Senate Republicans Propose Child Victims Act Compromise
By David Lombardo
May 10, 2018
|FILE — Senator Catharine Young, chair of the Finance Committee, questions New York City Mayor Bill de Blasio during the New York State Legislature joint budget hearing on Monday, January 30, 2017, in Albany, ... more Photo: PAUL BUCKOWSKI|
State Senate Republicans proposed legislation on Thursday that would compensate victims of child sex abuse with public money in lieu of payoffs from perpetrators or institutions where the crimes may have occurred.
The bill from Sen. Catharine M. Young, R-Cattaraugus County, would end the statute of limitations for the criminal prosecution of certain sexual offenses and provide restitution for child victims using a $300 million asset forfeiture fund controlled by the Manhattan district attorney's office, according to a press release.
Gary Greenberg, an outspoken child sex abuse survivor who helped craft the legislation, described the proposal as a positive first step.
"It's the first time that the Republicans have put anything on the table that will actually compensate victims ... it's progress," he said.
The Democratic-controlled state Assembly and Gov. Andrew Cuomo have offered their own, similar versions of a Child Victims Act, as it's been called, but their proposals were left behind in the recent state budget negotiations with the Senate Republicans.
For years, the breakdown has centered on the desire by advocates for a one-year look back window for victims to bring civil claims in cases where New York's statute of limitations has expired.
The measure unveiled Thursday by Senate Republicans, who have long opposed the look-back provision, is the first time they have offered a compromise. Under their plan, civil claims that would be paid from the dedicated fund could be made without any time restrictions but undergo a review process that would include hearing officers with investigative powers and experience in sexual abuse cases.
A claims administrator would make awards based on economic conditions, such as medical expenses and lost income, and non-economic factors, including physical impairment or the loss of life enjoyment, according to the bill. The claims administrator would also consider the type of abuse and age of the victims.
The bill doesn't allow for punitive damages and a victim would have no recourse to appeal a ruling to an outside court.
The limitations include not allowing individuals to file a claim if they were already compensated for their abuse or qualify for traditional legal recourse.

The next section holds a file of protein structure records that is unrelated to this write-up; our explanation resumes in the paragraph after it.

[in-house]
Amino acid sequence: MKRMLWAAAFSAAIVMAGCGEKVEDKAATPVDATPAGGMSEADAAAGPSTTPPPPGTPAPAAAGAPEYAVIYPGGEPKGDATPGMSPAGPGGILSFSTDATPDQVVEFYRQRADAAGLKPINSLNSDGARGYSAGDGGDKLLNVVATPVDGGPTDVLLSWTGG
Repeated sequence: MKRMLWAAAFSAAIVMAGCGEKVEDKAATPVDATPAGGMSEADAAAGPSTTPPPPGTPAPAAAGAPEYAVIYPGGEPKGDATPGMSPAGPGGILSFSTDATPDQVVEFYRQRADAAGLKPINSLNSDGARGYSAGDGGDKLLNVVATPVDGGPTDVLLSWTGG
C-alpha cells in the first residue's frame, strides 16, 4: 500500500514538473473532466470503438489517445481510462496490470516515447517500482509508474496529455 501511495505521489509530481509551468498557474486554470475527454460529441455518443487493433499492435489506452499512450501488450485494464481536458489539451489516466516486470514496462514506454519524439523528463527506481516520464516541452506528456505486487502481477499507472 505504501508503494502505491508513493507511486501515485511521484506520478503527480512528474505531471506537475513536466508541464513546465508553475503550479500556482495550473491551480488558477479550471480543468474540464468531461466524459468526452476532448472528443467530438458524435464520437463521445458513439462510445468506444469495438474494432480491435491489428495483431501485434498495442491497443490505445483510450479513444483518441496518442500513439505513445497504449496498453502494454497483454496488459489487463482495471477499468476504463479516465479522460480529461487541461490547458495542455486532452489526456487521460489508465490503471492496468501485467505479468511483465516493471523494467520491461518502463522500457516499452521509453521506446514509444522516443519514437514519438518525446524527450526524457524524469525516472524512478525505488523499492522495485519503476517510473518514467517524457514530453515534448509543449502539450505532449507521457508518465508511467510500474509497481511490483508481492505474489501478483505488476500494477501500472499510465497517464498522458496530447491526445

Sen. Brad Hoylman, a Manhattan Democrat, said the legislation would misuse the Manhattan district attorney's asset forfeiture fund. "Those settlement funds are specified to be used for criminal justice investment and public safety, not for civil settlements," he said, adding that the money in the forfeiture fund had already been directed to other projects.
Young defended the use of the money, saying there is a long history of the state using funds in this fashion and that the use could be characterized as a criminal justice initiative.
The Manhattan district attorney's office did not immediately respond to a request for comment.
Hoylman supports legislation that lets victims sue their abusers or institutions even if the current statute of limitations has expired. But under the Senate Republican's plan, there would be no litigation and therefore no potential public accounting of the past abuses.
"This is taxpayer-funded hush money they're proposing," Hoylman said.
Young disagreed with that characterization of the proposal and urged Hoylman to work toward a bipartisan solution for victims.
Greenberg said the new fund would be beneficial for victims abused by individuals who may not have the assets to pay an appropriate financial penalty. "This fund would give those victims an opportunity," he said, while acknowledging it would allow institutions and wealthy individuals to avoid making additional payouts.
The legislation calls for the fund to be replenished on an annual basis. The bill also makes a "member of the clergy" a required reporter of sex abuse.
Asked about the legislation before the text was available, Cuomo voiced his support for the Child Victims Act legislation advanced in his budget.
Heading into November, Greenberg, who created a political action committee to support candidates advancing the CVA, said he will hold politicians from both parties accountable if a version of the law isn't enacted before the legislative session ends in six weeks.